Wendy Craig, Lyndall Schumann, Kelly Petrunka, Shahriar Khan, Ray Peters


The objectives of this project were to: (a) identify early trajectories of delinquency for both boys and girls at ages 8 (Grade 3), 11 (Grade 6), and 14 (Grade 9) in a longitudinal sample of 842 at-risk youth from a multi-informant perspective (i.e., parents, teachers, self-reported youth ratings), and (b) estimate the costs associated with each delinquency trajectory on utilization of resources in the criminal justice system, remedial education, health care and social services, and social assistance. The results indicated six distinct trajectories of delinquency: two low groups, two desisting groups, an escalator group, and a high delinquency group. There were significantly more females than males in the two low delinquency trajectory groups, p < .05 for both analyses. Furthermore, both the youth from the two desisters trajectory groups (13% of the sample) and from the two most at-risk trajectories (escalators and high delinquency, 5% of the sample) each accounted for approximately 40% of the estimated costs to government. It is interesting to note that 80% of the estimated Criminal Justice costs were due to the high delinquency and escalators trajectory groups. Antisocial or delinquent girls cost society more money than antisocial or delinquent boys in all domains, with the exception of the Social Assistance domain. Implications for crime prevention are discussed.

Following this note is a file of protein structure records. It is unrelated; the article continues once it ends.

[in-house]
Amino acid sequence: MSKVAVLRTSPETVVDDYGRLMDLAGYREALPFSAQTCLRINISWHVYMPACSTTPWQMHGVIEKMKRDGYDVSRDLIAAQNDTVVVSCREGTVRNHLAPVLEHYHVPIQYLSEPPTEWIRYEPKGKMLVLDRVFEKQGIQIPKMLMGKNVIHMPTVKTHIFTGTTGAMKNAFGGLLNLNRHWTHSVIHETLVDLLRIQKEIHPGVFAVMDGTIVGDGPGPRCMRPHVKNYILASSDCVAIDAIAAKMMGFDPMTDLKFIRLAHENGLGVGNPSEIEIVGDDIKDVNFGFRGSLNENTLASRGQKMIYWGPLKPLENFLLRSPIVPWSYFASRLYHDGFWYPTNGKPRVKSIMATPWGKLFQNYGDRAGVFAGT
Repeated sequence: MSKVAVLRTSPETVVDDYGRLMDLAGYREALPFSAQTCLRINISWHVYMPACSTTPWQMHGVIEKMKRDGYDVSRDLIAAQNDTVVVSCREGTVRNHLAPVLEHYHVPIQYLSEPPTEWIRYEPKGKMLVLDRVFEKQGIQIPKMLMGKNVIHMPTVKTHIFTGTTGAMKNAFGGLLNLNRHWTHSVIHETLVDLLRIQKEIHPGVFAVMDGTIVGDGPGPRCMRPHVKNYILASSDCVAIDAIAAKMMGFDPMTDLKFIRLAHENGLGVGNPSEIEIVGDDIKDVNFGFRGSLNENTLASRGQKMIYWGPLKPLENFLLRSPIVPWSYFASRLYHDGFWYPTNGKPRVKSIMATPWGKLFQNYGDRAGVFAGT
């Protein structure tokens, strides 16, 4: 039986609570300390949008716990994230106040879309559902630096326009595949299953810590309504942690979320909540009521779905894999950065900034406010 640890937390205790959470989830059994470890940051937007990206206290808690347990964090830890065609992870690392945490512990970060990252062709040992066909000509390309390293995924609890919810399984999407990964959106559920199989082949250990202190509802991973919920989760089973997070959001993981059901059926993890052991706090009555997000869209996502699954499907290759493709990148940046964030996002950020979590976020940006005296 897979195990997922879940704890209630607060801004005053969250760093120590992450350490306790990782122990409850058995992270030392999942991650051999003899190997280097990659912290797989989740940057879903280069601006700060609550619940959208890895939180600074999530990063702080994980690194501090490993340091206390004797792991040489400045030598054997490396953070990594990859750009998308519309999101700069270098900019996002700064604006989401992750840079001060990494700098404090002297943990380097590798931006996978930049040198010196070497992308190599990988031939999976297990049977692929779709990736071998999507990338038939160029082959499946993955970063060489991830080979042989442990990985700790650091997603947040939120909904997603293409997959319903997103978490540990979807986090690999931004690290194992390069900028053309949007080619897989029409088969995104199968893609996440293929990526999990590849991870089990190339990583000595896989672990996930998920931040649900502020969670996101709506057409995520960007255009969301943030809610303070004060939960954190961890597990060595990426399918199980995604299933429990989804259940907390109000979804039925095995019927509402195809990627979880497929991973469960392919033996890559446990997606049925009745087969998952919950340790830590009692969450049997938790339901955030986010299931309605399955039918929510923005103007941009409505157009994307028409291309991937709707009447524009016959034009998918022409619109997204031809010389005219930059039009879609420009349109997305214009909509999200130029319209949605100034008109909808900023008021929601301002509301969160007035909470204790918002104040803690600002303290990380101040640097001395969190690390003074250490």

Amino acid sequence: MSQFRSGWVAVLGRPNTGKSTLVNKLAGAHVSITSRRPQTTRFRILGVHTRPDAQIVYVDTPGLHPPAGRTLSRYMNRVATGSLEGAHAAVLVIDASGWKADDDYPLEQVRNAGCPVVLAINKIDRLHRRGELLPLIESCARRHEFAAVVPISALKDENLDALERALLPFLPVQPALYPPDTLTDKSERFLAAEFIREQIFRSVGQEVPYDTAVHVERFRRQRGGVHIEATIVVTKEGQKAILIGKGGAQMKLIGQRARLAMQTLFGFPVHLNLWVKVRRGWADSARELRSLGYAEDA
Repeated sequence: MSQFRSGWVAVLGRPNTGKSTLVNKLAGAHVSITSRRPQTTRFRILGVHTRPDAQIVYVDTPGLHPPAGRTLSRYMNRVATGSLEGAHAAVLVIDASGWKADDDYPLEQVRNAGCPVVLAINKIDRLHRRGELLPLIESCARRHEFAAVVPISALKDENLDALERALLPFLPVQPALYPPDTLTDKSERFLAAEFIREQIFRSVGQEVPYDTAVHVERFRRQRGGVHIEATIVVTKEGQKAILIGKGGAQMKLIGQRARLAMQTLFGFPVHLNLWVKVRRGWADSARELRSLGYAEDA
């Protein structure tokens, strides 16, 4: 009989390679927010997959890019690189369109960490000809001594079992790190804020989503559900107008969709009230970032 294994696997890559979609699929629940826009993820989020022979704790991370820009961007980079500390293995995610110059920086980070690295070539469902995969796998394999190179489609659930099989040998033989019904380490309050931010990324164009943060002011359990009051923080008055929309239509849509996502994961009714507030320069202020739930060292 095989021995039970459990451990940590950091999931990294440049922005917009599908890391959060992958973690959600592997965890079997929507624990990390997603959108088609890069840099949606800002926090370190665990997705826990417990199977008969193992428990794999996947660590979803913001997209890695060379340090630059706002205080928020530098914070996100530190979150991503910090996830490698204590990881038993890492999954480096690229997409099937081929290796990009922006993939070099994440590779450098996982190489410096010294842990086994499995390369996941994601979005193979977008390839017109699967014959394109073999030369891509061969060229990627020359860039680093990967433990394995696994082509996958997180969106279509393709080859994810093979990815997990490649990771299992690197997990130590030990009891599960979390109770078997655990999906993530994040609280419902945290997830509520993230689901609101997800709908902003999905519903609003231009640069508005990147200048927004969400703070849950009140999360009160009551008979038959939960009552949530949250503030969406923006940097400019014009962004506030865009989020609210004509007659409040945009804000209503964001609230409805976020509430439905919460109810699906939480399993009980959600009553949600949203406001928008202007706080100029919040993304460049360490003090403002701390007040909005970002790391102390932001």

delinquency, trajectories, costs, risk, and protective factors

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International Journal of Child, Youth & Family Studies

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